Ignorance is generally regarded as problematic when it comes to finding solutions to complex problems. In his keynote speech at the ISOE symposium, Alexander Bogner of the Austrian Academy of Sciences (ÖAW) explained why, in his view, “the power of knowledge” can also become dangerous. Using the example of the discussion about the climate crisis and corona crises, he made it clear that current crises are predominantly interpreted as crises of conflicting knowledge. This suggests that there are “correct” answers to political issues.
From a sociological perspective of knowledge, Bogner explained that scientific expertise has a particularly strong impact in this context. As the supposedly only basis for rational politics, scientific knowledge dominates the dispute about different interests and values to such an extent that political decision-making processes can hardly be shaped with an open mind. This poses a dilemma for democracies: If “lack of alternatives” becomes the political credo, a “revolting defiance” arises that virtually provokes the search for “alternative facts,” according to Bogner.
Discussion about the relevance of scientific knowledge
The following guests at the ISOE symposium talked about this assessment in a subsequent roundtable discussion which was moderated by Stephan Lessenich, director of the Institute for Social Research: Franziska Nori, director of the Frankfurter Kunstverein, Klement Tockner, director general of the Senckenberg Society for Nature Research, Frankfurt am Main, Ines Weller, deputy spokesperson of the artec Sustainability Research Center in Bremen, and ISOE co-founder Thomas Jahn. In the course of the discussion, Ines Weller took a critical look at the perception of and handling with scientific knowledge, which varies greatly depending on the discipline. “What kind of knowledge is relevant and for whom?”, asked Weller, using the example of research on the connection between gender and the environment to illustrate that some expertise in environmental research is perceived as irrelevant and is emblematic of the “powerlessness of knowledge”.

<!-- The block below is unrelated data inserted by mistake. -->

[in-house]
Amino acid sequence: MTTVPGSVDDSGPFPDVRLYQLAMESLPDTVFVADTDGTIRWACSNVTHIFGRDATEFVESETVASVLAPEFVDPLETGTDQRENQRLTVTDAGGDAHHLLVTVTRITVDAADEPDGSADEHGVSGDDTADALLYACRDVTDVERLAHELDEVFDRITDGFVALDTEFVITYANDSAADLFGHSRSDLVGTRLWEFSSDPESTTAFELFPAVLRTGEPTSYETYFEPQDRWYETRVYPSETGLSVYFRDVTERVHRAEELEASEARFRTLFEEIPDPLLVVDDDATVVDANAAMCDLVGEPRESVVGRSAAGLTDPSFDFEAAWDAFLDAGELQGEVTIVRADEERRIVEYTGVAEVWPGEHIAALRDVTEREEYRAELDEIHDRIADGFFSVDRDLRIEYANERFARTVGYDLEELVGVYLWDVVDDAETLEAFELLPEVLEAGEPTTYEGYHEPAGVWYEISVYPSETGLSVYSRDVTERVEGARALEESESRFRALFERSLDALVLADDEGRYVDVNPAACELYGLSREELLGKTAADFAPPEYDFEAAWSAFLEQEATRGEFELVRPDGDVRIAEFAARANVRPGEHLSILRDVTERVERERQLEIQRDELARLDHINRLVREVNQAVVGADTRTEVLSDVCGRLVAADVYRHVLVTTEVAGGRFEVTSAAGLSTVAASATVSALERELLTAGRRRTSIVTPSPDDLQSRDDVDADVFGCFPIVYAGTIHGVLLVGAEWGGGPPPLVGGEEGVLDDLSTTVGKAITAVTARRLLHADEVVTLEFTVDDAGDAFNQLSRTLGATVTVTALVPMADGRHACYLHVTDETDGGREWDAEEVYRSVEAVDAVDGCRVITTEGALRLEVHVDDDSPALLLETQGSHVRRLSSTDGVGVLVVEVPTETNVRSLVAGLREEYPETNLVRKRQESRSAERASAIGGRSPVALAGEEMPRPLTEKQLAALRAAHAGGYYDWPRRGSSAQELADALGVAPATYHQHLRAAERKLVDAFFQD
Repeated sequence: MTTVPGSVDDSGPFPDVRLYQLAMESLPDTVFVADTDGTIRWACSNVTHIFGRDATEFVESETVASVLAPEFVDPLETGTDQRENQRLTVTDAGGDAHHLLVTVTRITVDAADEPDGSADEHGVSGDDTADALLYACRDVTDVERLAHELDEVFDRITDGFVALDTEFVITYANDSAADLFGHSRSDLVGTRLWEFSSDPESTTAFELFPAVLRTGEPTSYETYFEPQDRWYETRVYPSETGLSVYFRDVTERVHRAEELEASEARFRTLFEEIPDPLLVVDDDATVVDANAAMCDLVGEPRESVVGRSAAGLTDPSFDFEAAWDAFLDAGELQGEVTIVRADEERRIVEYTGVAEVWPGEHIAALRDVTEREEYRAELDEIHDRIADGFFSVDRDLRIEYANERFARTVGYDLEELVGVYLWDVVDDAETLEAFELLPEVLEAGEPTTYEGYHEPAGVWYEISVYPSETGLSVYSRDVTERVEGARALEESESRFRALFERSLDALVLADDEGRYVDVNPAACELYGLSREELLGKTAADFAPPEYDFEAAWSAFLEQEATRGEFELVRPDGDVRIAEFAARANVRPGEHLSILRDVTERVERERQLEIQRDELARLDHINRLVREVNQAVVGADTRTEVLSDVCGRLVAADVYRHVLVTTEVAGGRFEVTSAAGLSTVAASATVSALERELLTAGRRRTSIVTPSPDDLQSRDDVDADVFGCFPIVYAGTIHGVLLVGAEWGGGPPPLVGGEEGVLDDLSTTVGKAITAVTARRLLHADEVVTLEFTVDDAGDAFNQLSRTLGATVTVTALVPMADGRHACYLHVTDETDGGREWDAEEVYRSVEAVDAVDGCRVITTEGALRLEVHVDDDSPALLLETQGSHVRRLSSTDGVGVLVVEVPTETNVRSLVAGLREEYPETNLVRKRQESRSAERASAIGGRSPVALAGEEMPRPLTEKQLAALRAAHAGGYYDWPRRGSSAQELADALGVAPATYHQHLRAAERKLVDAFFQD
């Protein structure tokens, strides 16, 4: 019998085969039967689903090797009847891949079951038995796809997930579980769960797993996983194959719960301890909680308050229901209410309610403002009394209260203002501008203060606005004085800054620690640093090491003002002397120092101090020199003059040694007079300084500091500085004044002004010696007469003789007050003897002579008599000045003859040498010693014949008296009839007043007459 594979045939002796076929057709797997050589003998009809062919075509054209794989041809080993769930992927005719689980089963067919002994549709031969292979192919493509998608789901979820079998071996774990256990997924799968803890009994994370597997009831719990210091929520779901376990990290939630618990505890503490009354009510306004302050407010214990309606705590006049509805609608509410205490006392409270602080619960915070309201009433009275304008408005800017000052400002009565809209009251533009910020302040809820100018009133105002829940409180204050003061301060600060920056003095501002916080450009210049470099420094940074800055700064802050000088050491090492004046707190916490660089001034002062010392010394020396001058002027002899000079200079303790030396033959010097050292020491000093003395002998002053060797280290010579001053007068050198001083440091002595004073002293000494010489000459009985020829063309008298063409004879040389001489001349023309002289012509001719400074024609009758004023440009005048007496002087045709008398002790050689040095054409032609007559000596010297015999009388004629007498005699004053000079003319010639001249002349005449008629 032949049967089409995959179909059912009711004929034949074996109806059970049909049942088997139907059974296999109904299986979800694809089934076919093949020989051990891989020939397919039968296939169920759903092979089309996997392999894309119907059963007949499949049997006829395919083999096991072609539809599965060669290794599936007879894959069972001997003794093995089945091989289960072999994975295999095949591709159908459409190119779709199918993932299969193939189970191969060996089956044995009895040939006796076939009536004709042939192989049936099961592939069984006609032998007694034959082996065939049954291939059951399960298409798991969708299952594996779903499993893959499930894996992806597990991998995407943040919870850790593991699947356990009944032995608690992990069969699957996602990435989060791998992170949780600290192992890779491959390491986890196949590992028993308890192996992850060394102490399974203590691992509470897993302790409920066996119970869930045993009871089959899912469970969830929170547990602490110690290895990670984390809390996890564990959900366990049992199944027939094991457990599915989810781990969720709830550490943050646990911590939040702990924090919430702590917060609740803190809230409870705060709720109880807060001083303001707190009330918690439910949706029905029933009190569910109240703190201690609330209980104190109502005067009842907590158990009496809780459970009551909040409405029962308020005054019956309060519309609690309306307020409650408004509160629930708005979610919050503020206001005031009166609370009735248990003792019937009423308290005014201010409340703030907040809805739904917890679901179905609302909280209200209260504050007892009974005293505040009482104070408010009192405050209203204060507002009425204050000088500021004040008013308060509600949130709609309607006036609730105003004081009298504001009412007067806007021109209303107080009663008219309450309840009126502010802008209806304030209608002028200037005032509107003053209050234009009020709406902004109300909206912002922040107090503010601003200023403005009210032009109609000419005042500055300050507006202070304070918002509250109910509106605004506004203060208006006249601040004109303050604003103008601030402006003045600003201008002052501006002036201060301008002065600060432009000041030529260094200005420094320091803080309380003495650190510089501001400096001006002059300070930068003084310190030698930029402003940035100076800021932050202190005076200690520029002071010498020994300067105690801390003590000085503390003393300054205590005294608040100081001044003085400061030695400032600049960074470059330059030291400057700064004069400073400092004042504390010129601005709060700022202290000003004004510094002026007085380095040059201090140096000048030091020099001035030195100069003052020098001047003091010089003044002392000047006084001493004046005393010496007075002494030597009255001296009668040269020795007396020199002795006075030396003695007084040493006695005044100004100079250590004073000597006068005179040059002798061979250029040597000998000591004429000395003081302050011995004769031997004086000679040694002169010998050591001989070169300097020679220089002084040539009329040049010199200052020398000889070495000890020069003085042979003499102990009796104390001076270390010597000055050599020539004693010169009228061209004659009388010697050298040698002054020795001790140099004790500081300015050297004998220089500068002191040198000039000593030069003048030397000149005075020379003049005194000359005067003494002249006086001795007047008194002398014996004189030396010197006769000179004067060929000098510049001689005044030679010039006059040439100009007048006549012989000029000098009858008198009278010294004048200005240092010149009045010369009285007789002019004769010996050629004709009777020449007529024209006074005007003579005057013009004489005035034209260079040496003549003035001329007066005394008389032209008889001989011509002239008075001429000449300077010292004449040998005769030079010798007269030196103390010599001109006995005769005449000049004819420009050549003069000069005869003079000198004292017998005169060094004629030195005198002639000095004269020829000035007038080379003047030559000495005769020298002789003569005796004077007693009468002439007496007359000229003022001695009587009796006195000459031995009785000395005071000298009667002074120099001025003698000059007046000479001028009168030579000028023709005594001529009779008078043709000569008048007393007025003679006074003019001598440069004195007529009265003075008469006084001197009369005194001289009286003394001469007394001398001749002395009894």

Klement Tockner emphasized the positive contribution of science in the Corona pandemic. For societies that struggle with uncertainty as well as with complex interrelationships, it was an extremely important experience to be able to watch science in the making. The recourse to results of basic research, the open access to existing data, the questioning of results and the weighing of uncertainties were ultimately a kind of knowledge production in real time, which, in conjunction with quality-driven, independent science journalism, made an important contribution to shaping society.
Responsibility of science and new self-perception
Franziska Nori focused on aspects of knowledge transfer and pointed out the power of images in public discourse. Especially in the pandemic, she argued, it had become apparent that central messages by images had created a kind of “emotionalized knowledge” that made negotiations about social and political necessities more difficult. Nori emphasized the need to make complex knowledge more comprehensible to civil society, to translate technical jargon and thus to open up science as widely as possible to all sections of the population.